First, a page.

Does healing of an osteochondral defect with or without a periosteal autograft involve a local sprouting of nerve fibres?: An experimental study on the rat patella
(English)Manuscript (preprint) (Other academic)
Repair of articular cartilage is an important clinical problem. Availability of chondrogenic stem cells has been pointed out as one key factor in cartilage repair and application of periosteal autografts has been used clinically to improve healing. In addition, neuropeptide containing nerve fibres may contribute to healing by stimulating cell proliferation and/or differentiation. In the rat, peptidergic nerve fibres invade the callus formation during fracture healing and peptidergic nerve fibres are abundant in cartilage related connective tissue during skeletal development in young mammals. The purposes of the present study were to evaluate healing of an experimental full thickness osteochondral defect in the rat patella with and without application of a periosteal autograft, and to find out if a local nerve sprouting is part of the healing process. Osteochondral healing was evaluated with a histological score and the presence of nerve fiber profiles in relation to the defect was assessed by protein gene product 9.5 immunohistochemistry. The results showed (i) that osteochondral defects in the rat patella heal spontaneously but incompletely, (ii) that healing consistently is less satisfactory with application of a periosteal autograft than without and (iii) that healing is not accompanied by nerve fibre sprouting.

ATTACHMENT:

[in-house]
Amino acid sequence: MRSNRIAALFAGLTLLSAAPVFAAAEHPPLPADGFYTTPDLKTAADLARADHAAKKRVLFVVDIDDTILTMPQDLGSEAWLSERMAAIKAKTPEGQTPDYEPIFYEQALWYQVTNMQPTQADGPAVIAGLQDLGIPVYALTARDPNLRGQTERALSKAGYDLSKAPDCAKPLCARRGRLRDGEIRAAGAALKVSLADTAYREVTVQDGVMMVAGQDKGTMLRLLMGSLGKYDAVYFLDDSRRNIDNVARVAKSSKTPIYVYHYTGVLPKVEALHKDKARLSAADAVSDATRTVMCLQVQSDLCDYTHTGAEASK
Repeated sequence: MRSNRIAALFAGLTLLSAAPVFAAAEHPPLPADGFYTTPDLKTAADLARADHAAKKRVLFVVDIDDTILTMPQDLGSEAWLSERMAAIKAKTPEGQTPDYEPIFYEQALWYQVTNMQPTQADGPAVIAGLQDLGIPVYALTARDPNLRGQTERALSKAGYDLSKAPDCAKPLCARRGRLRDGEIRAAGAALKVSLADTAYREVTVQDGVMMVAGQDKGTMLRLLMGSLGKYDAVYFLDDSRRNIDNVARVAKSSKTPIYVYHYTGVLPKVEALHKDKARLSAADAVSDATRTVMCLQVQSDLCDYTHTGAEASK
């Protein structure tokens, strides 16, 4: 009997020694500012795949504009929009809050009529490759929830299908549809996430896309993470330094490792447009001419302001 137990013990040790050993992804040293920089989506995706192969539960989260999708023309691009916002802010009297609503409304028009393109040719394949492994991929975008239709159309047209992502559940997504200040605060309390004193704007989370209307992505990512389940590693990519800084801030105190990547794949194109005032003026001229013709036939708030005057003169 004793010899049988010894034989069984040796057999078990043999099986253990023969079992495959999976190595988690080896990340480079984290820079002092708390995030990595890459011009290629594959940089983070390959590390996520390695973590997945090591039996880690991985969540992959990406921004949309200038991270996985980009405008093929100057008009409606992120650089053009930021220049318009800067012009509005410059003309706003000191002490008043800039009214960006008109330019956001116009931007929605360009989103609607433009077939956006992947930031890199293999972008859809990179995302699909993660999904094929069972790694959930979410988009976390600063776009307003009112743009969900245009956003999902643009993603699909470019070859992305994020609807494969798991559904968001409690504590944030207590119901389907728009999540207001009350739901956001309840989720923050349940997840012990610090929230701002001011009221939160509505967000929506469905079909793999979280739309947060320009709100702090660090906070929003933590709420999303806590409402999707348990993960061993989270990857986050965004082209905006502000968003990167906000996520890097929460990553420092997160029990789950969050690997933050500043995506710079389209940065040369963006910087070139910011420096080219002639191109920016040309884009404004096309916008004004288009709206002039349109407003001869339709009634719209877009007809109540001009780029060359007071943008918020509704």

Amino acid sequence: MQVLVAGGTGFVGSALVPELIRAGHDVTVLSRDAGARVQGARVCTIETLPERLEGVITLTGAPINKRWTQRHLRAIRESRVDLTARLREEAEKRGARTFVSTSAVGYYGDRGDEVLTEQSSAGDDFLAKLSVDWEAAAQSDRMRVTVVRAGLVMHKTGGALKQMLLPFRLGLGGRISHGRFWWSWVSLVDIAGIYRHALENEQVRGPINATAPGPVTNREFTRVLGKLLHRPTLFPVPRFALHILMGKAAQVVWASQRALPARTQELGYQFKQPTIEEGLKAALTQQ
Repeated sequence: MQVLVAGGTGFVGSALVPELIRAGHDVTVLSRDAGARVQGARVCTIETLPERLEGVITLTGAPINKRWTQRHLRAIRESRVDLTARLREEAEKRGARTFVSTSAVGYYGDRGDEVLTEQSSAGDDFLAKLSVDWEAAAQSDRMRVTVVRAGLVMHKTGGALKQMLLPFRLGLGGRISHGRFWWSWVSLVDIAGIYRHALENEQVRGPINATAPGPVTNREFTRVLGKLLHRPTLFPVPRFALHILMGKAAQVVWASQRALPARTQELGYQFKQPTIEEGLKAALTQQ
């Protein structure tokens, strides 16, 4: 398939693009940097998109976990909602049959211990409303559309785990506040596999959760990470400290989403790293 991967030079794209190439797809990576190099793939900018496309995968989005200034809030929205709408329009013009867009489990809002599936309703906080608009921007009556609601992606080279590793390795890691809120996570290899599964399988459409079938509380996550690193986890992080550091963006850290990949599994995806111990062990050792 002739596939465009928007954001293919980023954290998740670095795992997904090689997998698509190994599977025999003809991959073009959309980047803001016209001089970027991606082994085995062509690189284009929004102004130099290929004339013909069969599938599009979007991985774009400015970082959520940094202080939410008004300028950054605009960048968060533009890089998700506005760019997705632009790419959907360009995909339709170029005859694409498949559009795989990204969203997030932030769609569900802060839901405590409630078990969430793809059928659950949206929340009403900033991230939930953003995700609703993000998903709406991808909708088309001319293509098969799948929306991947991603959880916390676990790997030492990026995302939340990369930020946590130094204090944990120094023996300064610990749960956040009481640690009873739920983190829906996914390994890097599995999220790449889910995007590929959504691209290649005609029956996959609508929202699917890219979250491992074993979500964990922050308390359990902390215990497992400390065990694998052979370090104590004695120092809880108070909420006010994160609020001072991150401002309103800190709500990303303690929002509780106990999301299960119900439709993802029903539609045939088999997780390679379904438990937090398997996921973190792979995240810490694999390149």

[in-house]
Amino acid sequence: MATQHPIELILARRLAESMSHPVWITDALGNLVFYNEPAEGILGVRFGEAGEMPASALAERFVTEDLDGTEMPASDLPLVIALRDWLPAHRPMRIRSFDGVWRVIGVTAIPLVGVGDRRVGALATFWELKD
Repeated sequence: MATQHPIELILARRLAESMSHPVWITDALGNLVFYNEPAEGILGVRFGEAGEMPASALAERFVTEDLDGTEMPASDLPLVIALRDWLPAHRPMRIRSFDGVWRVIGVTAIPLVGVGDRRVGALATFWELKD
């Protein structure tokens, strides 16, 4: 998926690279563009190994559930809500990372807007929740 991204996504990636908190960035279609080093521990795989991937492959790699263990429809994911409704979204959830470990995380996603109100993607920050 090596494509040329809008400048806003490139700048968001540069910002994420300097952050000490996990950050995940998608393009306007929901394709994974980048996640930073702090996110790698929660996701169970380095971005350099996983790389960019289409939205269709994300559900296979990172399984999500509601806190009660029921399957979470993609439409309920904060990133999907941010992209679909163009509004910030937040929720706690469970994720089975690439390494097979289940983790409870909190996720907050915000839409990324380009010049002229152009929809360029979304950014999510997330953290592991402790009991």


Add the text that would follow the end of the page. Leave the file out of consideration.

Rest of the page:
Medical and Health Sciences
IdentifiersURN: urn:nbn:se:liu:diva-80302OAI: oai:DiVA.org:liu-80302DiVA: diva2:546475